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Surveys Track the Impact of Technology

Newest themes include voice command technology, shared mobility and cord-cutting

The author is president of research and consulting firm Jacobs Media Strategies.

It’s hard to believe, but our 13th annual Techsurvey went to the field in January. When all is said and done, we’re expecting that more than 200 stakeholder stations from all over the U.S. and Canada will work together to produce our ongoing narrative about how consumers are using media and technology.

The Media Usage Pyramid is a signature part of the survey. This was 2005.

Our Techsurveys are the biggest research studies in the radio industry, typically producing at least 30,000 respondents each year. While the samples aren’t representative of the entire population — most are radio listeners from station email databases — their massive size more than makes up for it.

From the very first Techsurvey in 2005 that uncovered the “cell phone only” problem leading to Arbitron addressing its sample deficit, to last year’s study that illustrated the impact of video on-demand and its relationship to podcasting, these national studies have provided broadcasters with an ongoing tracking mechanism to better understand the technology changes that are all around us.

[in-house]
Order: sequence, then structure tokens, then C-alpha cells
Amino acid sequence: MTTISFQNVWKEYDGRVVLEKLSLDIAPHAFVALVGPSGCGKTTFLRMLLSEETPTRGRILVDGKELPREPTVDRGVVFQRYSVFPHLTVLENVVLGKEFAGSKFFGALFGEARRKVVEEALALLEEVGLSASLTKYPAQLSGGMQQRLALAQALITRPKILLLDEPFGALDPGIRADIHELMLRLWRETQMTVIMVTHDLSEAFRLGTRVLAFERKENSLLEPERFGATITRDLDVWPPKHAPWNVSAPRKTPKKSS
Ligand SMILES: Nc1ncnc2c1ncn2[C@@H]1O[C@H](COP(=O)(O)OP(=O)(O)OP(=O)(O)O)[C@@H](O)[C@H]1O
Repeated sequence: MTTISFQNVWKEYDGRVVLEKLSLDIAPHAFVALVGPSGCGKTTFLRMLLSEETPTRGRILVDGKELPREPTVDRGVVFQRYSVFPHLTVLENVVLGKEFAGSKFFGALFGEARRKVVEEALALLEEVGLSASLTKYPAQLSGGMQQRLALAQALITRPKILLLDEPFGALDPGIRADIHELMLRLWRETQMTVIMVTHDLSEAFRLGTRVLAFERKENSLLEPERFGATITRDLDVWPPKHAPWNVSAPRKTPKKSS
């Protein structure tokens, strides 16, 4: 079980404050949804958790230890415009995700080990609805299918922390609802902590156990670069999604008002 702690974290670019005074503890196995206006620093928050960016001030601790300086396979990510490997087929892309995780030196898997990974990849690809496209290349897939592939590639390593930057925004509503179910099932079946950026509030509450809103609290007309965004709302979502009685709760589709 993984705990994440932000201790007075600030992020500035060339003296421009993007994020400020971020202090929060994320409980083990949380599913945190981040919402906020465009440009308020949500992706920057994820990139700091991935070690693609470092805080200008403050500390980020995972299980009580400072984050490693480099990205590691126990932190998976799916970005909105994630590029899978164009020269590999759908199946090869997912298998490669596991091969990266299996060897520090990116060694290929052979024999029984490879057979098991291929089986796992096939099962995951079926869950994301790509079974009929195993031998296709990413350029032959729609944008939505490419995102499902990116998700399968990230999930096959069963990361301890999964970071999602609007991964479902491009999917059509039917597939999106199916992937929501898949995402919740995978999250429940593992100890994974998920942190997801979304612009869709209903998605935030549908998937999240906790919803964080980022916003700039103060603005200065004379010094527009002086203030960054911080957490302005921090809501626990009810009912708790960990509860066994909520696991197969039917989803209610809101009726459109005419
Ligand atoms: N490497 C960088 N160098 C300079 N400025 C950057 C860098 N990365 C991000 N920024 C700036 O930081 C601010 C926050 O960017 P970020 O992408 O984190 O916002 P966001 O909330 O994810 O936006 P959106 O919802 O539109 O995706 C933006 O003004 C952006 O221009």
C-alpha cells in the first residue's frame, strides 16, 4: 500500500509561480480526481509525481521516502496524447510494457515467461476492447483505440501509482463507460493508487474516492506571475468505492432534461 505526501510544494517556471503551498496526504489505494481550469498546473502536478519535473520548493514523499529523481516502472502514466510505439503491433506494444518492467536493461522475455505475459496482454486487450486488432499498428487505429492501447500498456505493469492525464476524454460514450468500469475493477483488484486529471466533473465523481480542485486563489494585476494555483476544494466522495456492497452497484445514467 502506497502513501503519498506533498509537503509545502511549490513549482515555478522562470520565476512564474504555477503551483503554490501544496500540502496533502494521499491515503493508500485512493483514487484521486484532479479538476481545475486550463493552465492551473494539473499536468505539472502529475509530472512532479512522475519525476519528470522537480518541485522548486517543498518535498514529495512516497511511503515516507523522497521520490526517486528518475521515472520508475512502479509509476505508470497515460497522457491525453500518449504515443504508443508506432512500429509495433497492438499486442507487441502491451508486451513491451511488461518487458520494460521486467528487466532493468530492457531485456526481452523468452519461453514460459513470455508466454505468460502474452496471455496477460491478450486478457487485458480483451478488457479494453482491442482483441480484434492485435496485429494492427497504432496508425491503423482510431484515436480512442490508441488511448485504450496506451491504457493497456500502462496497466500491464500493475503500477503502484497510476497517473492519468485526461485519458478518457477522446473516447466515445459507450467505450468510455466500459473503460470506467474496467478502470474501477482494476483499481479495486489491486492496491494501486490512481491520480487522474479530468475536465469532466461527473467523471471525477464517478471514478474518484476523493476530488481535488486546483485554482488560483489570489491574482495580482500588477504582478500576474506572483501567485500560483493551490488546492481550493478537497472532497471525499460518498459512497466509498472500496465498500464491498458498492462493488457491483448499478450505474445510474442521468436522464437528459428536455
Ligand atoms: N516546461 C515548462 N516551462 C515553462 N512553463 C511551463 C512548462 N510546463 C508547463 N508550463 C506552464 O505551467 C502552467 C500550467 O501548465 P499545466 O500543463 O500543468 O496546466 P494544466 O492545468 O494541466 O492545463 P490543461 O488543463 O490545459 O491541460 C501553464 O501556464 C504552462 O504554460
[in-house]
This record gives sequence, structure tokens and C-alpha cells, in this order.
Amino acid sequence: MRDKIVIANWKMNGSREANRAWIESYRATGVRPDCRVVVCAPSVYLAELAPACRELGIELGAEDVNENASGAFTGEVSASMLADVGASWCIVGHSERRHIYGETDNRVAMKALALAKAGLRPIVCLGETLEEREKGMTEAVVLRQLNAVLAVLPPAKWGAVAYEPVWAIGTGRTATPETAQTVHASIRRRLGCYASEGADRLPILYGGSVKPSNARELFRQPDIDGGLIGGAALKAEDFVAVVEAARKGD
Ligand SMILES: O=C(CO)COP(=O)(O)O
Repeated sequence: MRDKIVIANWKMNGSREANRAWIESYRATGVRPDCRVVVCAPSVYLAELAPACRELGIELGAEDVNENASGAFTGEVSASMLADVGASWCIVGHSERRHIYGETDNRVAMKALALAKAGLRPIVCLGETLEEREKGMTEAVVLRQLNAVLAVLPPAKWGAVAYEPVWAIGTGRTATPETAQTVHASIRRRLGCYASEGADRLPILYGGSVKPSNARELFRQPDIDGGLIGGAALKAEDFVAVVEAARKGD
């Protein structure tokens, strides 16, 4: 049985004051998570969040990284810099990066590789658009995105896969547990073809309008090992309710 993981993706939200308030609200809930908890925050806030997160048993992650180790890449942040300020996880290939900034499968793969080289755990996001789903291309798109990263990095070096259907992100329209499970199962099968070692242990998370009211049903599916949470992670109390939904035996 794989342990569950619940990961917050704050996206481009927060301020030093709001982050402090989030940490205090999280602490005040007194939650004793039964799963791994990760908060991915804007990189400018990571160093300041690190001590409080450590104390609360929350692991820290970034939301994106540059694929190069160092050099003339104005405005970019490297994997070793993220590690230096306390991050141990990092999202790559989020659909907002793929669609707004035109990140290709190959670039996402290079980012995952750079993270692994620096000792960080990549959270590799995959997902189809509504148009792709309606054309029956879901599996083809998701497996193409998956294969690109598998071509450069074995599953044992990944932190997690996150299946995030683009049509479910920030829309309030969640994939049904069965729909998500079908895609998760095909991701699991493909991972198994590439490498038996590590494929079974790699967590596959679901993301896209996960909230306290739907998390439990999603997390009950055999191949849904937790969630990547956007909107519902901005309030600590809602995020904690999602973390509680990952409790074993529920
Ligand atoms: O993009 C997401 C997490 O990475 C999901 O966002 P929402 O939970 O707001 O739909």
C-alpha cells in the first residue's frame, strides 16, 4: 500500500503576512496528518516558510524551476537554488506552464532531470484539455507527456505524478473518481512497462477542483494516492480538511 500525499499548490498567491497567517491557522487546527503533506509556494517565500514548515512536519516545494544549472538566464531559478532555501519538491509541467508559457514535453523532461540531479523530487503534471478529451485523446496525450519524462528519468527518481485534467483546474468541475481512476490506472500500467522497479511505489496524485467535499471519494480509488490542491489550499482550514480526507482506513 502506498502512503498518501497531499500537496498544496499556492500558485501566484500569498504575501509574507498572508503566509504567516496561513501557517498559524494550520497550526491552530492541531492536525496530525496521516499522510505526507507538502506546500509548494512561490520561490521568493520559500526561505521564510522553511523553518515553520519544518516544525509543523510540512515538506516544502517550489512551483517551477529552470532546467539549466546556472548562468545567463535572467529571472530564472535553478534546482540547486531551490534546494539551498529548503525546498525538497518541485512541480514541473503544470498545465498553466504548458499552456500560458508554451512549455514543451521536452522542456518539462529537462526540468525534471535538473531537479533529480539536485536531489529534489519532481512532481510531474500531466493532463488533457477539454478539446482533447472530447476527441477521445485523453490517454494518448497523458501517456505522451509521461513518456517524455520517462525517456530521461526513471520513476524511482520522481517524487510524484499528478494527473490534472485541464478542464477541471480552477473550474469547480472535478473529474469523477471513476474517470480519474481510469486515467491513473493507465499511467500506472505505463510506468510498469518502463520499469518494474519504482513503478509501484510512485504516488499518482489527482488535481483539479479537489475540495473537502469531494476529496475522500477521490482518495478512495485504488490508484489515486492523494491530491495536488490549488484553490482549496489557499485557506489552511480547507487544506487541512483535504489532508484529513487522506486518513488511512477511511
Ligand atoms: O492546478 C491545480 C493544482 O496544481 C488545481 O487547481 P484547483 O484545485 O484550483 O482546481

Here’s the Media Usage Pyramid of 2015.

For the first seven years of Techsurveys, respondents were from the “rock family” — listeners of classic rock, mainstream rock, alternative and Triple A. In 2012, we opened up Techsurvey to all formats, allowing us to zoom in on fans of stations as diverse as adult contemporary, sports, country, news talk and variety hits.

In 2013, we began to explore generations, breaking out our massive data sets by boomers, Xers, Millennials, Gen Z and the silent generation (born in 1946 or earlier). Marketers often speak in generational terms, and so our Techsurveys are now able to provide great granularity in the understanding of tech trends and shifts.

While these studies tend to be tech-focused, delving into areas that include streaming, podcasting, social media, mobile and “connected cars,” we also explore why consumers continue to enjoy radio amidst all these digital options. And it turns out that while new media are very appealing to many respondents, radio continues to provide its own unique assets. Beyond music and personality, many listen to the radio for companionship, escape and mood elevation. Others are simply in the habit of listening to the radio. As we’ve learned, it’s not a bad thing to be an integral part of people’s daily routines.

The pie chart shows platforms used to listen to stations by the respondents. The change since the previous survey (TS11) is shown in the boxes at lower right.

In the upcoming Techsurvey, we’ll be exploring new areas on the tech frontier. These include voice command technology (Amazon Echo, Google Home, etc.), shared mobility (Uber and Lyft), Facebook Live, cord-cutting, along with a deeper dive into the appeal and impact of podcasting. We’ll continue to dig into the automotive front as well, focusing on the Apple CarPlay and Android Auto dashboard ecosystems.

We had no idea back in 2005 when we started our Techsurveys that technology would be this advanced. No one did. Back then, social media, smartphones and tablets, “connected cars” and apps were essentially non-existent. Today, they play major roles in all aspects of many people’s lives. And they’ve had an indelible impact on the radio broadcasting industry, presenting a world of challenges and opportunities.

The story continues.

For more information about Jacobs Media’s Techsurveys, go to